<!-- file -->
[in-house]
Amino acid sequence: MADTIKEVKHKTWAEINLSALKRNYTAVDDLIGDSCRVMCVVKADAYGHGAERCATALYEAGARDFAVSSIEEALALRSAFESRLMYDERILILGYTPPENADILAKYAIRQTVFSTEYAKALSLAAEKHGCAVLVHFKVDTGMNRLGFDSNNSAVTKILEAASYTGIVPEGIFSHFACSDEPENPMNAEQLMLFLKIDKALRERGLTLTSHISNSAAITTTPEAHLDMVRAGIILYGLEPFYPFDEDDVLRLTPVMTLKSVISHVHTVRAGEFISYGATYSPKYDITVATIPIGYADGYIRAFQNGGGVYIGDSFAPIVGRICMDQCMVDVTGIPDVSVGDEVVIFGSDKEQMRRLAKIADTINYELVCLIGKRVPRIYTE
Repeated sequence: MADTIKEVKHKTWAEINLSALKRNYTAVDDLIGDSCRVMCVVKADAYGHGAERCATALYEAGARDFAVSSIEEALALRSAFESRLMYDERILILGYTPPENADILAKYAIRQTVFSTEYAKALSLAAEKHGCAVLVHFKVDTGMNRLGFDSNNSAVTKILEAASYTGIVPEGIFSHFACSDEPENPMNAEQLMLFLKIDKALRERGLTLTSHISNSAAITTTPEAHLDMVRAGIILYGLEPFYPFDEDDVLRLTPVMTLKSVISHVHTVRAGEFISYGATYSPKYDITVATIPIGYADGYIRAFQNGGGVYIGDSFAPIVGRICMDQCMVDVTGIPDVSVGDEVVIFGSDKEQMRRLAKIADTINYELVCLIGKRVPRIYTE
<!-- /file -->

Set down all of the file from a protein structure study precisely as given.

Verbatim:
[in-house]
Amino acid sequence: MADTIKEVKHKTWAEINLSALKRNYTAVDDLIGDSCRVMCVVKADAYGHGAERCATALYEAGARDFAVSSIEEALALRSAFESRLMYDERILILGYTPPENADILAKYAIRQTVFSTEYAKALSLAAEKHGCAVLVHFKVDTGMNRLGFDSNNSAVTKILEAASYTGIVPEGIFSHFACSDEPENPMNAEQLMLFLKIDKALRERGLTLTSHISNSAAITTTPEAHLDMVRAGIILYGLEPFYPFDEDDVLRLTPVMTLKSVISHVHTVRAGEFISYGATYSPKYDITVATIPIGYADGYIRAFQNGGGVYIGDSFAPIVGRICMDQCMVDVTGIPDVSVGDEVVIFGSDKEQMRRLAKIADTINYELVCLIGKRVPRIYTE
Repeated sequence: MADTIKEVKHKTWAEINLSALKRNYTAVDDLIGDSCRVMCVVKADAYGHGAERCATALYEAGARDFAVSSIEEALALRSAFESRLMYDERILILGYTPPENADILAKYAIRQTVFSTEYAKALSLAAEKHGCAVLVHFKVDTGMNRLGFDSNNSAVTKILEAASYTGIVPEGIFSHFACSDEPENPMNAEQLMLFLKIDKALRERGLTLTSHISNSAAITTTPEAHLDMVRAGIILYGLEPFYPFDEDDVLRLTPVMTLKSVISHVHTVRAGEFISYGATYSPKYDITVATIPIGYADGYIRAFQNGGGVYIGDSFAPIVGRICMDQCMVDVTGIPDVSVGDEVVIFGSDKEQMRRLAKIADTINYELVCLIGKRVPRIYTE